By David Vecsey, Special to PGA.com
The 50-head herd of Scottish Blackface sheep will be persona non grata as Whistling Straits Golf Club plays host to the 86th PGA Championship this week. The full-time residents and part-time greenskeepers are being boarded for the weekend while the PGA of America makes its first visit to Pete Dye's links-style course in Kohler, Wisc.
Even without the sheep, there's still plenty of Scotland in this course. Maybe too much Scotland, if you ask some of these apprehensive and skeptical golfers.
Nestled along a two-mile stretch of Lake Michigan, Dye has successfully recreated all the things they love to hate about links golf -- massive rolling greens, deep pot bunkers and grass-topped dunes. Not to mention winds that make the gales off the Firth of Clyde feel like summer breezes. And at 7,514 yards, it will become the longest course ever to play host to a major.
Defending champ Shaun Micheel was recently quoted as joking that double-digit over par could win the tournament. Or was he joking?
Darren Clarke said he's never seen so many par-6s on one course.
And Bob Estes estimated that if they played from the back tees, the tournament might need to be extended until Tuesday.
As they prepare to play Whistling Straits for the first time in competition, could it be that the men of the PGA Tour -- not to mention the 25 PGA of America club professionals in the field -- have been overcome with anticipation, curiosity and a wee bit o' anxiety?
They're a little bit afraid, I think, laughed Whistling Straits PGA Head Golf Professional Dirk Willis. "But that's a good thing, I think.
"The big thing about it being the first time here for a lot of these guys is that the first time you play the course, it's extremely intimidating visually. On the tee shots you're very unsure of yourself, if you're even hitting it in the right direction. You're unsure of carry distances. But once you've played it a couple times, you start to feel comfortable and I don't think they'll have any major problems."
Whistling Straits Golf Course
|Signature Hole:||No. 17, 223-yard, par-3|
|Tournament Record:||267, Steve Elkington and Colin Montgomerie, 1995, Riviera CC|
|Course Record:||First PGA competition|
Some golfers are just now recovering from a brutal trip to Royal Troon for the British Open only to find themselves knee-deep in sand again. And the PGA Championship has traditionally been known as the friendliest of the majors, usually played at courses accessible to any number of contenders. This year, however, the PGA Championship could be the toughest of the four majors.
Willis expects we'll see one of golf's big-timers -� a Singh or a Woods or a Mickelson �- to claim this event. It will be as mentally demanding as it will be physically demanding.
"Some of them probably needed a little bit of relief from links style after the British and all of a sudden they're thrown right back," Willis says. "It's a more difficult course than Troon and it's a new venue. That makes it doubly difficult.
"I think it's the combination of distance and accuracy required that makes it the most demanding course that they may have seen. From tee to green, there's no let-up on any holes. I've heard the comment a couple times already that when you play 18 holes here, it feels like you've played 54."
No wonder with three par-4s longer than 500 yards and four par-5s checking in at 569, 593, 598 and a whopping 618 yards.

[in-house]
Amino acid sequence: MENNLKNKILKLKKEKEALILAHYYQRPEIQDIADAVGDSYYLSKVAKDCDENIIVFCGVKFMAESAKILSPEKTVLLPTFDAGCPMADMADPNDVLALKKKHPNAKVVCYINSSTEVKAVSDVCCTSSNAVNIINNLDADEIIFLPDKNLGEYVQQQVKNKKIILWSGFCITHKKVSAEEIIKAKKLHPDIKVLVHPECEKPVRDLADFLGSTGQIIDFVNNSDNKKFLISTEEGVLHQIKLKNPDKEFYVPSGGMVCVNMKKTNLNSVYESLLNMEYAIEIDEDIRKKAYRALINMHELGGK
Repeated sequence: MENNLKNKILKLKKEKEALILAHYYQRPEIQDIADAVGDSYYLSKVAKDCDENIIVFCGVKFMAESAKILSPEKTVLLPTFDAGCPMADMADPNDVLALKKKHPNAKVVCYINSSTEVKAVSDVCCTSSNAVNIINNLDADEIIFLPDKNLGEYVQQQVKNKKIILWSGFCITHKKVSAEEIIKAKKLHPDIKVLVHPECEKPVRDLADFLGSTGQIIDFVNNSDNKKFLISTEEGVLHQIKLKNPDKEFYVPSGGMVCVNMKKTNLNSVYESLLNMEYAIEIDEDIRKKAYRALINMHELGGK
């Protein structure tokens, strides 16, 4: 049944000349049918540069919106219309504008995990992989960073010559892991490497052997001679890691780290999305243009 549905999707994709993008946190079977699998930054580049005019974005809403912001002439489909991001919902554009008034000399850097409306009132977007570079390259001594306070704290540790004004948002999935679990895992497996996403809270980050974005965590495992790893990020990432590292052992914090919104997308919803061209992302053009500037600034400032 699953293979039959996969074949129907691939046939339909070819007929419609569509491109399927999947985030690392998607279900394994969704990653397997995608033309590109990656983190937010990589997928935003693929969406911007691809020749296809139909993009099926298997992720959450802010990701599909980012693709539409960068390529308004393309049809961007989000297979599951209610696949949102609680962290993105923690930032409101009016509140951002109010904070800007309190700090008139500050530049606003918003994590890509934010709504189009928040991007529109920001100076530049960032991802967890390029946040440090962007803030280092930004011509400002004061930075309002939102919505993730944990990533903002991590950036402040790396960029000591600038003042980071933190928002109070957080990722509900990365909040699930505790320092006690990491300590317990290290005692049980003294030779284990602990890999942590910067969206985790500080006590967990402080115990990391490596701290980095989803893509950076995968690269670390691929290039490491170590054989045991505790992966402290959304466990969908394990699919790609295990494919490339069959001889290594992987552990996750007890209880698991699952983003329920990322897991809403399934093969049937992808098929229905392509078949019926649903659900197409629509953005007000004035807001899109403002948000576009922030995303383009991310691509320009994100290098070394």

Willis' favorite hole, however, is the 221-yard, par-3 No. 7, "Shipwreck," which he says will be regarded as one of the most beautiful holes in the world because of the way it is framed by the lake. It's also a strong strategic hole, pushing a 200-yard high fade toward the water.
That's followed by one of the long par-4s, the 507-yard No. 8 with a tee shot that plays slightly uphill and partially blind. "One of the most visually intimidating holes you'll ever see," Willis says. "It's like trying to land on the surface of the moon, there's nothing but craters in front of you as you tee off. But once you're up in the fairway, it's relatively flat. So off the tee, it throws your mind for a loop and then it has a beautiful approach shot to the green which is backdropped by nothing but lake. It looks as if you're trying to drop your approach right onto the surface of the water."
On the back nine, Willis expects the closing stretch to provide much of the tournament's drama, starting at No. 15. At 518 yards, it's the longest par-4 in major championship history. It's generally downhill with an elevated tee shot that requires tremendous precision toward a 22-yard wide landing area. But you have to hit the driver off the tee if you want to reach the green in two.
That's followed by the No. 16, the shortest par-5 on the course though it still measures 569 yards. Most of that is downwind and Willis says this could be a pivotal eagle hole.
The aptly named "Pinched Nerve" at No. 17 is the most difficult par-3 on course, 223 yards with huge sand dunes and the lake on the left. The tee shot is straight downhill into 25-foot deep bunkers to the right and the lake to the left leaving no bailout to either side.
And the round concludes at 18 named for Dye himself, the 500-yard, par-4 "Dyeabolical," a long downhill play with a creek intersecting the front of the massive four-leaf-clover-shaped green. They should have no trouble hitting the green ... but they might still be chipping just to get near the pin.
"This course is going to definitely favor someone with a little distance in their bag," Willis concludes. "Plus, you have to temper the distance with accuracy. You can't just hit it a mile and expect to score, you have to hit into the fairways.
"It's going to take stamina, not just physically, but mentally, to get around the course every day."
In the end, the sheep will be glad they were given the weekend off. The players will be jealous.
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